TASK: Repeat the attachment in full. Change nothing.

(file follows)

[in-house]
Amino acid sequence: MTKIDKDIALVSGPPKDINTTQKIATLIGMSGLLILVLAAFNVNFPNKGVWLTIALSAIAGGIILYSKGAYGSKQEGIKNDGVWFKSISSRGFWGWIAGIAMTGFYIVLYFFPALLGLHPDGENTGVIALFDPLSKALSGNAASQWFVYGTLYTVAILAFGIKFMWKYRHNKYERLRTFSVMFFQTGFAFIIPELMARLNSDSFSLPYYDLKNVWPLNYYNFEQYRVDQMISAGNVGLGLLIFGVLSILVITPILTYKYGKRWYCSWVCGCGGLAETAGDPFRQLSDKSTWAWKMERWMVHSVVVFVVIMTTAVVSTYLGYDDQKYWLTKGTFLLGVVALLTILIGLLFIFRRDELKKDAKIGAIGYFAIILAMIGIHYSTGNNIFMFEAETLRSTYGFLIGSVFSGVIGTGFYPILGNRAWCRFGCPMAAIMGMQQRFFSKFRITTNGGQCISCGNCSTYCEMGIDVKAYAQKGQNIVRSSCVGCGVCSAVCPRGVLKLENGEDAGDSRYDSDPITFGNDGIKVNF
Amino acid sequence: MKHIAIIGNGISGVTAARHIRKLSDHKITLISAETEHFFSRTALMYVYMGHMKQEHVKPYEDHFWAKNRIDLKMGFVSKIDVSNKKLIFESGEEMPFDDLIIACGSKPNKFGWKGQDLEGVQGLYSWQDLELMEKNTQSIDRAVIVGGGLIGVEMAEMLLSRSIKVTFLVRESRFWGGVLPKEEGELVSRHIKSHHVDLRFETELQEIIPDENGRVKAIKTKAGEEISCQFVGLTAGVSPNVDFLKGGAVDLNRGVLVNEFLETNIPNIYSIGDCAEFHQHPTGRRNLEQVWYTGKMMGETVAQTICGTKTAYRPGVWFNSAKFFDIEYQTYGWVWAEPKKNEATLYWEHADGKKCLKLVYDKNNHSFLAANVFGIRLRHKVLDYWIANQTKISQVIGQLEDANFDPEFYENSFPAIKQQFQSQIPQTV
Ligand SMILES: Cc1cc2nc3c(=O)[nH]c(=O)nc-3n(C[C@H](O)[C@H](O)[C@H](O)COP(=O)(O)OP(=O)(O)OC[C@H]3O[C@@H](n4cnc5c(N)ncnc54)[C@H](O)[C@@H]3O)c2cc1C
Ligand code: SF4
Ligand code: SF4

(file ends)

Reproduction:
[in-house]
Amino acid sequence: MTKIDKDIALVSGPPKDINTTQKIATLIGMSGLLILVLAAFNVNFPNKGVWLTIALSAIAGGIILYSKGAYGSKQEGIKNDGVWFKSISSRGFWGWIAGIAMTGFYIVLYFFPALLGLHPDGENTGVIALFDPLSKALSGNAASQWFVYGTLYTVAILAFGIKFMWKYRHNKYERLRTFSVMFFQTGFAFIIPELMARLNSDSFSLPYYDLKNVWPLNYYNFEQYRVDQMISAGNVGLGLLIFGVLSILVITPILTYKYGKRWYCSWVCGCGGLAETAGDPFRQLSDKSTWAWKMERWMVHSVVVFVVIMTTAVVSTYLGYDDQKYWLTKGTFLLGVVALLTILIGLLFIFRRDELKKDAKIGAIGYFAIILAMIGIHYSTGNNIFMFEAETLRSTYGFLIGSVFSGVIGTGFYPILGNRAWCRFGCPMAAIMGMQQRFFSKFRITTNGGQCISCGNCSTYCEMGIDVKAYAQKGQNIVRSSCVGCGVCSAVCPRGVLKLENGEDAGDSRYDSDPITFGNDGIKVNF
Amino acid sequence: MKHIAIIGNGISGVTAARHIRKLSDHKITLISAETEHFFSRTALMYVYMGHMKQEHVKPYEDHFWAKNRIDLKMGFVSKIDVSNKKLIFESGEEMPFDDLIIACGSKPNKFGWKGQDLEGVQGLYSWQDLELMEKNTQSIDRAVIVGGGLIGVEMAEMLLSRSIKVTFLVRESRFWGGVLPKEEGELVSRHIKSHHVDLRFETELQEIIPDENGRVKAIKTKAGEEISCQFVGLTAGVSPNVDFLKGGAVDLNRGVLVNEFLETNIPNIYSIGDCAEFHQHPTGRRNLEQVWYTGKMMGETVAQTICGTKTAYRPGVWFNSAKFFDIEYQTYGWVWAEPKKNEATLYWEHADGKKCLKLVYDKNNHSFLAANVFGIRLRHKVLDYWIANQTKISQVIGQLEDANFDPEFYENSFPAIKQQFQSQIPQTV
Ligand SMILES: Cc1cc2nc3c(=O)[nH]c(=O)nc-3n(C[C@H](O)[C@H](O)[C@H](O)COP(=O)(O)OP(=O)(O)OC[C@H]3O[C@@H](n4cnc5c(N)ncnc54)[C@H](O)[C@@H]3O)c2cc1C
Ligand code: SF4
Ligand code: SF4